As a creative person, I am my father in girl form. I’m not sure if I’ve become more like him, or if I’ve only now noticed. Growing up, I spent a lot of time playing with the gadgets and ornaments I found around my dad’s study. When I had outgrown playing with his glass figurines, I would do my homework at his writing desk while he worked on his computer. His study was the perfect retreat because I was the only one who dared to disturb the peace of his sanctuary. His study was the most productive place to be because he had every article of stationary or tool one could ever need. Many of his tools are even self made for specific purposes.
When I was a little girl, my dad made various creative versions of christmas trees. I loved that. He made one out of chicken wire and toilet paper for a couple of years. It was way prettier than it sounds. It was my favourite tree. I attempted to make an origami something this year as a stand in for a christmas tree. It turned out being quite pretty though not very christmasy.
The process of making it and deciding on the materials to use reminded me so much of my dad. It really made me miss being home this year for Christmas. When I started making it, I realised that I already had all of the materials that I needed to make it. It appears that I’ve begun to create my own ‘study’ that is well stocked with art and craft tools of every variety I can think of.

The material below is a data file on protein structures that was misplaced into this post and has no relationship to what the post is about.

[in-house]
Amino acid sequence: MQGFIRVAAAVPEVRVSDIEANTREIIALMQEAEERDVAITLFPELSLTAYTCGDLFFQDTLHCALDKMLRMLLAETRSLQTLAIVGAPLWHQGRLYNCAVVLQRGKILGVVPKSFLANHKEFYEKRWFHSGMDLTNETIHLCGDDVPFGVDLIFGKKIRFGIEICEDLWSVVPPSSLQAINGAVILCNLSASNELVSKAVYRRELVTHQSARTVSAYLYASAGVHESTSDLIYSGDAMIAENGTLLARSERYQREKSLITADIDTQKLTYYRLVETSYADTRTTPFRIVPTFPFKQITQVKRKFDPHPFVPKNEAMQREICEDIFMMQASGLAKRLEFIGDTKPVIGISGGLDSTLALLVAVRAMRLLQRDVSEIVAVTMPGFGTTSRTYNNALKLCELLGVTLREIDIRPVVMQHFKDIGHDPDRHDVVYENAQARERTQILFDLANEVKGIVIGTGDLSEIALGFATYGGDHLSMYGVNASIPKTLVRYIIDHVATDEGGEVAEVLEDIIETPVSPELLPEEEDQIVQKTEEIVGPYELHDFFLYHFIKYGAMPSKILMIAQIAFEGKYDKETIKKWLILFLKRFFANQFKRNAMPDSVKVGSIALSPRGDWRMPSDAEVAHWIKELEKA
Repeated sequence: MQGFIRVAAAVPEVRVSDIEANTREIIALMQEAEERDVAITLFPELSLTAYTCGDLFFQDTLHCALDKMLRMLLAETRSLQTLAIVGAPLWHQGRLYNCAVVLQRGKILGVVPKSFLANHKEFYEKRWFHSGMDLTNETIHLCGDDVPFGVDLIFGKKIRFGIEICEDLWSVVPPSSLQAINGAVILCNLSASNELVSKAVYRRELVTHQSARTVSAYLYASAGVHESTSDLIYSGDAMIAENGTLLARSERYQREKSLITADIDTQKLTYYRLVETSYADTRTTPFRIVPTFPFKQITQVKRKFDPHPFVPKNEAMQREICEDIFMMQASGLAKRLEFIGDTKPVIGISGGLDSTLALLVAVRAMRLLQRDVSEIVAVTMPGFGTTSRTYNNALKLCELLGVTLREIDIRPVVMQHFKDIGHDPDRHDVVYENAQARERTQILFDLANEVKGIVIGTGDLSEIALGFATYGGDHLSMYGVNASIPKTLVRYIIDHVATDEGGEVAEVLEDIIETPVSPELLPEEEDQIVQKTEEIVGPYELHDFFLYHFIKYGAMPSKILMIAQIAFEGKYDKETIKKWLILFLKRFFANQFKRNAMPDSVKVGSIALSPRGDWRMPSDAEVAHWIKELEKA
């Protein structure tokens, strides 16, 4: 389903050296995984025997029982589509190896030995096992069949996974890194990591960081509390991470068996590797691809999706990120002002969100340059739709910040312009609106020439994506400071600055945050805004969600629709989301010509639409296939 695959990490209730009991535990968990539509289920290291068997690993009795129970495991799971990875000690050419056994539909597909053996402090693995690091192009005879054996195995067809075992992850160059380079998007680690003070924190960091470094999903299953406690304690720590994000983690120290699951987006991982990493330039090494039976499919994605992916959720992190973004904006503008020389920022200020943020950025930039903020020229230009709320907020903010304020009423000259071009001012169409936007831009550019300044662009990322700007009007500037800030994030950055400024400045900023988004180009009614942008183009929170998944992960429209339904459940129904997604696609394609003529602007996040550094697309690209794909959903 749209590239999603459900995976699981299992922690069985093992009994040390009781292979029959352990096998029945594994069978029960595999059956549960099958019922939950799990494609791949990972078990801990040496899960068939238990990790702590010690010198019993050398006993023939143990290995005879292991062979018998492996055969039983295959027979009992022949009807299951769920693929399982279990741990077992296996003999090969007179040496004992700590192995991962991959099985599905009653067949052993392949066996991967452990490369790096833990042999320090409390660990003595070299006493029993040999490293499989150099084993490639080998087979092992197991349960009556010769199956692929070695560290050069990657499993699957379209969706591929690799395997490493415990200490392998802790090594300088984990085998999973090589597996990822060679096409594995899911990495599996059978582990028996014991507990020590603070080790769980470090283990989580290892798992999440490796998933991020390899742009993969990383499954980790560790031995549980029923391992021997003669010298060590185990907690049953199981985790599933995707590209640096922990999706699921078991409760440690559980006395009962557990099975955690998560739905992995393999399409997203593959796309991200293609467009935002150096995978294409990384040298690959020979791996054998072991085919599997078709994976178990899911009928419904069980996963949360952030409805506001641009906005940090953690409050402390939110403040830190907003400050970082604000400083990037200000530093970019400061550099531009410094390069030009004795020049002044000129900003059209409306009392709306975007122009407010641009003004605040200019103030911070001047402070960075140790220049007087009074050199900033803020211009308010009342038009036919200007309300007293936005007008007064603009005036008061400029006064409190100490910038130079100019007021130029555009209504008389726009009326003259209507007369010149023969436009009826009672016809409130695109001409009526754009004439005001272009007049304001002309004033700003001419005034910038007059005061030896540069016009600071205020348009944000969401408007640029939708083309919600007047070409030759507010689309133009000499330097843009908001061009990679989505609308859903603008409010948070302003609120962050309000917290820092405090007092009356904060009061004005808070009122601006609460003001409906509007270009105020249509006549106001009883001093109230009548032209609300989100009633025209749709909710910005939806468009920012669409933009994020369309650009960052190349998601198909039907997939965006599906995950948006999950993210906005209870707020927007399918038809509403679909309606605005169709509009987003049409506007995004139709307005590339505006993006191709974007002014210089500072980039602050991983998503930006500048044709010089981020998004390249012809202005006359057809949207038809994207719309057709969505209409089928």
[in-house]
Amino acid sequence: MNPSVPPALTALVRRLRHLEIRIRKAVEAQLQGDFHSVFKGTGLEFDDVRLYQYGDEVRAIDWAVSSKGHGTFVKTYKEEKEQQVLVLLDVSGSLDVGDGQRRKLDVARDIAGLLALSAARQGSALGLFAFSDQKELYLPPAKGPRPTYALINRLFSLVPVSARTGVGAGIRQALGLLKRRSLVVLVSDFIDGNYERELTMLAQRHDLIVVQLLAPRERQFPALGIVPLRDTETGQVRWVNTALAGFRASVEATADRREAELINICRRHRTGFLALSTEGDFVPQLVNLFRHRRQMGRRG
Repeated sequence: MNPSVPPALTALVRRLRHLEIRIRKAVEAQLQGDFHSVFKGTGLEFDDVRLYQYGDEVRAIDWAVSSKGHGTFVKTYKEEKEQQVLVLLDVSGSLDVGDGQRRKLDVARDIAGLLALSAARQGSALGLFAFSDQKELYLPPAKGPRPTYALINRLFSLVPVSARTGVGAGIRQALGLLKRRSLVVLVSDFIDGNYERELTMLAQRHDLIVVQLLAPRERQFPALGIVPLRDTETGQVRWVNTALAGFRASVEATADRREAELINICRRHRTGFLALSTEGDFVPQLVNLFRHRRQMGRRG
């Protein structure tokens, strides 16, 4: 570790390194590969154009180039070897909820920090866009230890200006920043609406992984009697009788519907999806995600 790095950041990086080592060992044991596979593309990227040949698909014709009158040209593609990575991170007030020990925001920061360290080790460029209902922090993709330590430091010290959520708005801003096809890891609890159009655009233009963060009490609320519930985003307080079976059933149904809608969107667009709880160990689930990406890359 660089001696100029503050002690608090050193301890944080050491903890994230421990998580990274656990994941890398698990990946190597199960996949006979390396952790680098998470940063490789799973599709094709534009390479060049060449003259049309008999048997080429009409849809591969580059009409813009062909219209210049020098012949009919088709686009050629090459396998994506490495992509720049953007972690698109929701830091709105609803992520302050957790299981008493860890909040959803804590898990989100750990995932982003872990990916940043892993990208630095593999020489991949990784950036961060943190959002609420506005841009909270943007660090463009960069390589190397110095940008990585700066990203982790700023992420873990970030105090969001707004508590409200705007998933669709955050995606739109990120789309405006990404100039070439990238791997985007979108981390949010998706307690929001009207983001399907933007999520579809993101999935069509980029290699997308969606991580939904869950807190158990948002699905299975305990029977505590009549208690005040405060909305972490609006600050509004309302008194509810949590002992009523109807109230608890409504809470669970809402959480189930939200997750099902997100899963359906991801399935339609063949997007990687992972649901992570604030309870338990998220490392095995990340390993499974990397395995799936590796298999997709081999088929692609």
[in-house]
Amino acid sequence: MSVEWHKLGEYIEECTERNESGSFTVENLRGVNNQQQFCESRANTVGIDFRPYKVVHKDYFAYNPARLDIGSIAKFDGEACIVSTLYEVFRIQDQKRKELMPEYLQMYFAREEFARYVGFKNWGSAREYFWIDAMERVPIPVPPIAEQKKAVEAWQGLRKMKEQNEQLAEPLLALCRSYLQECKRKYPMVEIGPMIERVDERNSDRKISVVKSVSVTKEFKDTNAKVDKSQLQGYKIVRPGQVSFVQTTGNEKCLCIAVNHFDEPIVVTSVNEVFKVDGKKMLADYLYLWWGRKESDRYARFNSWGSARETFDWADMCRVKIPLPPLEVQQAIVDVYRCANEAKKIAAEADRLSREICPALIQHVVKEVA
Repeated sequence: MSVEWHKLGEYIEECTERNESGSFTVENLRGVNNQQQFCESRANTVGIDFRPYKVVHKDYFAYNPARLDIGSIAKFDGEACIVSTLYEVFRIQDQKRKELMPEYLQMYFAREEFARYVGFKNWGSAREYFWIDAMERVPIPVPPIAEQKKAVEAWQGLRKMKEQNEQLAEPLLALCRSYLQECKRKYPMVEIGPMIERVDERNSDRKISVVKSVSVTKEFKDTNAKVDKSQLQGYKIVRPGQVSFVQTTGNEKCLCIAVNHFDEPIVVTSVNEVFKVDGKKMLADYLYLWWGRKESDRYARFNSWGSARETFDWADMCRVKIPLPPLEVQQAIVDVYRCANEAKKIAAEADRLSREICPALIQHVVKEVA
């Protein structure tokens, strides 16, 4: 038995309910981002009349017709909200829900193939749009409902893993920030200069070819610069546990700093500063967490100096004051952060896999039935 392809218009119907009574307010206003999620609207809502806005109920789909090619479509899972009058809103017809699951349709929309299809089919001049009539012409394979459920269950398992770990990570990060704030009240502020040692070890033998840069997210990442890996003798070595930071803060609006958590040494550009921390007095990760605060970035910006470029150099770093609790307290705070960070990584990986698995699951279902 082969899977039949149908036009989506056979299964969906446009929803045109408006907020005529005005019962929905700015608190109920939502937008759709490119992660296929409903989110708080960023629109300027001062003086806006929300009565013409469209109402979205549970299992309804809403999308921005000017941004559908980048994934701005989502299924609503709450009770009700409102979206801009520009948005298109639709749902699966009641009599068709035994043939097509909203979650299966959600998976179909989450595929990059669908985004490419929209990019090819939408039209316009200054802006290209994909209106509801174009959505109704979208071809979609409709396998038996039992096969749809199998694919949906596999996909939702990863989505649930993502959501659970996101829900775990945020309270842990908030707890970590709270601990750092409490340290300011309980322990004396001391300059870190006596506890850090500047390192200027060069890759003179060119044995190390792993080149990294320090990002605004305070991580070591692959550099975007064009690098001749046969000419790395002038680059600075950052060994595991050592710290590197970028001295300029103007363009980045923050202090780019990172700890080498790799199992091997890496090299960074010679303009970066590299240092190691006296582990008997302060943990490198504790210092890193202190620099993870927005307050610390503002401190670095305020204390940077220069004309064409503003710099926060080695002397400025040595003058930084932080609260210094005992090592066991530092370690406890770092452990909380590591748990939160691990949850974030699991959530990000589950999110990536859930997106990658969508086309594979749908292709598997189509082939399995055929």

I don’t know when I started trying to recreate his study, but its a place in my heart that I attempt to recreate wherever I live. It’s my base.
After making the hanging thing and cleaning out an art box, I came across some off-cut squares of watercolour paper I’ve had hanging around in my art storage for over 5 years now. I kept them thinking that they’d make lovely little ‘moments’ one day.
This holiday vacation, I used them all. I got out my stained watercolour brushes from my dad’s old orange tackle-box and got to work with the gouache paints he sent to me for christmas last year.